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but the red rascals went out of my sight, leaving me as mad as a hornet and wanting to scrap, for I had not had time to fight them during the chase.
I went back to South Texas in the fall of 1881, and worked on the mustang range again in 1882, when I got into trouble and had to leave that region, and was "on the dodge" for twelve years during which time I fought" cattle for nine years almost night and day. My little case of trouble caused a "moving" disposition to take a hold on me, and for two years it seemed that everywhere I went the officers were after me. During those two years I went under my own name, from place to place, and state to state, but they chased me out, so I returned to the plains, changed my name to Bill Wilson, and went up the trail several times, until 1892. During one of these drives I was in an Indian fight on the Canadian River. We had a stampede one night and lost a few head of cattle, and next day I was sent out to hunt for them. While riding down the river a bunch of Indians jumped me. We had a short race for a thicket of cottonwood trees. As usual, I worked in the lead, and when we got to the thicket I went into it like a rabbit. There were seven Indians in the party, and they immediately surrounded the thicket. I had dismounted, and had my Winchester ready, so when I saw one of the redskins standing up on his horse, I raised old "Betsy" and cracked down, and there was a dead Indian. For about thirty minutes we had a pretty lively time. The battle ended with five dead Indians and one scalp scratch on my head.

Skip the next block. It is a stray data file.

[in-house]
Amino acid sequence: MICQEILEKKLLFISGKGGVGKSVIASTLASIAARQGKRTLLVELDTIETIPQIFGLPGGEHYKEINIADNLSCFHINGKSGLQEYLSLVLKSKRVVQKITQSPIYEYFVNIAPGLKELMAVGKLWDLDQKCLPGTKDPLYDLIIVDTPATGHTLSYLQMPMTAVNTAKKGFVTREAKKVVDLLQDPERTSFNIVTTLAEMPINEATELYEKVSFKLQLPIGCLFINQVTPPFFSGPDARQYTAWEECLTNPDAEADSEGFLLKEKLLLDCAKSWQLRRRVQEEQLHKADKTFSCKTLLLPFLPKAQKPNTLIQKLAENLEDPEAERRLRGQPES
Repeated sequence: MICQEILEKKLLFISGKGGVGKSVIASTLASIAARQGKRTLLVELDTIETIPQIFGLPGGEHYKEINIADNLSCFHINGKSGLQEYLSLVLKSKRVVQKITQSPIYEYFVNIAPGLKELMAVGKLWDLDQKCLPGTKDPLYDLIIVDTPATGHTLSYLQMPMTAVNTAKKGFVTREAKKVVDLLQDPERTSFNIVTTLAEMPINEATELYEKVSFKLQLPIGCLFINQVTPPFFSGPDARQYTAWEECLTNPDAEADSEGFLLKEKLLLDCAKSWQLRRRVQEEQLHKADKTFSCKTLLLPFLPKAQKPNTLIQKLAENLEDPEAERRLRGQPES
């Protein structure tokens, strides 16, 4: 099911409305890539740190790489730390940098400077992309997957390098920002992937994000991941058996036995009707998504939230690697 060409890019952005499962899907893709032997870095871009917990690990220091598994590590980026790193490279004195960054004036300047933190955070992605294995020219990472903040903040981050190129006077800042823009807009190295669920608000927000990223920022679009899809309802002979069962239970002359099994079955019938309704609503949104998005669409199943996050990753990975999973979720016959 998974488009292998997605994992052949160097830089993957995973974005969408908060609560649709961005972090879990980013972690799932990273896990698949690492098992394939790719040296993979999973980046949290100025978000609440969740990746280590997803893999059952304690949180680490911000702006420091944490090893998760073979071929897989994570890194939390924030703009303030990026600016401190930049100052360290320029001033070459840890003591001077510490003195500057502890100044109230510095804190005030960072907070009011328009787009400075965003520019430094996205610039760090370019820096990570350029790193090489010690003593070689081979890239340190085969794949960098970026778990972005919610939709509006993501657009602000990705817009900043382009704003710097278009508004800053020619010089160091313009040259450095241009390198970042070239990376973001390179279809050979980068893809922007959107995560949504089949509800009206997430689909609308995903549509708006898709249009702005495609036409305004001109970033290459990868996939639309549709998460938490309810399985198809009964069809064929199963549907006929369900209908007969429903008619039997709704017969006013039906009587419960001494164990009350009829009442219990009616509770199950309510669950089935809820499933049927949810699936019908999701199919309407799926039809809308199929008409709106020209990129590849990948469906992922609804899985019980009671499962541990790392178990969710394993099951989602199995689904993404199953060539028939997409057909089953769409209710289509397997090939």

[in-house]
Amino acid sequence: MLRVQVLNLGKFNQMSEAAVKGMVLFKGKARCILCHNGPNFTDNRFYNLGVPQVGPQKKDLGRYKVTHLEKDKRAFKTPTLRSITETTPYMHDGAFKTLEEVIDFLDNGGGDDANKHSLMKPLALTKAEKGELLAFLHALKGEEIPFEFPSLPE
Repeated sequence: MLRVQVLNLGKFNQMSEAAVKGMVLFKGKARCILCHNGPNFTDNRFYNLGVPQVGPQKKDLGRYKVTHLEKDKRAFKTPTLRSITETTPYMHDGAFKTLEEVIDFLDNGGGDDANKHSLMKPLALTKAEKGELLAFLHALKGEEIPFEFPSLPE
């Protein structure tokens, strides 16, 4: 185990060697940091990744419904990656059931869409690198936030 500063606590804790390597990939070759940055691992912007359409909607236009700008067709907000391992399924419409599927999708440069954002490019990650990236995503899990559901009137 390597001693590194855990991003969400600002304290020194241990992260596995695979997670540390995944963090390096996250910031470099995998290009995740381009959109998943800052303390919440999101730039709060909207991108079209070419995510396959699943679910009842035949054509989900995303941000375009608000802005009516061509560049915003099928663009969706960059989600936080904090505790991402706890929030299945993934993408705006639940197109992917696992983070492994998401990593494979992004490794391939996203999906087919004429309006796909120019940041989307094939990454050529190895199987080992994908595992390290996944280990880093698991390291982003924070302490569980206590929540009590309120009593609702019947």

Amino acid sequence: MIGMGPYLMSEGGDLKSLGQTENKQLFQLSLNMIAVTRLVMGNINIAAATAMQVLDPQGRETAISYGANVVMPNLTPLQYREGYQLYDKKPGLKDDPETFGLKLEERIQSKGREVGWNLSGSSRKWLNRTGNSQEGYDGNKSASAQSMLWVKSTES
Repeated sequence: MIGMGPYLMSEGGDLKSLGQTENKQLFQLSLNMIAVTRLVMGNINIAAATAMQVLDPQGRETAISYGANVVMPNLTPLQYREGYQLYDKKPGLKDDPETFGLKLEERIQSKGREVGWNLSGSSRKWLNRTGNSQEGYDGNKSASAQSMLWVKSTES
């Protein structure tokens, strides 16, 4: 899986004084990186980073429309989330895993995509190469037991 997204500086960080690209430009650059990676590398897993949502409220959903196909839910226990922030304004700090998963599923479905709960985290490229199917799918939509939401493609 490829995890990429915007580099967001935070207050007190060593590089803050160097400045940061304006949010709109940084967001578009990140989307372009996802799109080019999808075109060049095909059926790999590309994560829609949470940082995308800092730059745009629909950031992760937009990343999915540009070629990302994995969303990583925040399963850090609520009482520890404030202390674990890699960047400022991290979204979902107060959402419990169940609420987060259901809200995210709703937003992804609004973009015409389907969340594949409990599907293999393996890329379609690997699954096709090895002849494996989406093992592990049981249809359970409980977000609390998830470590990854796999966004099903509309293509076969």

In 1885 I took a herd for Chadman Brothers to Butte, Montana. I delivered the herd, shot up the town, and rode out to camp. The next morning I went back and asked the amount of damage I owed for shooting a saloon glass to pieces. The bartender said $1,500.00. We asked him to take a drink. We took one more, and then took off down the trail.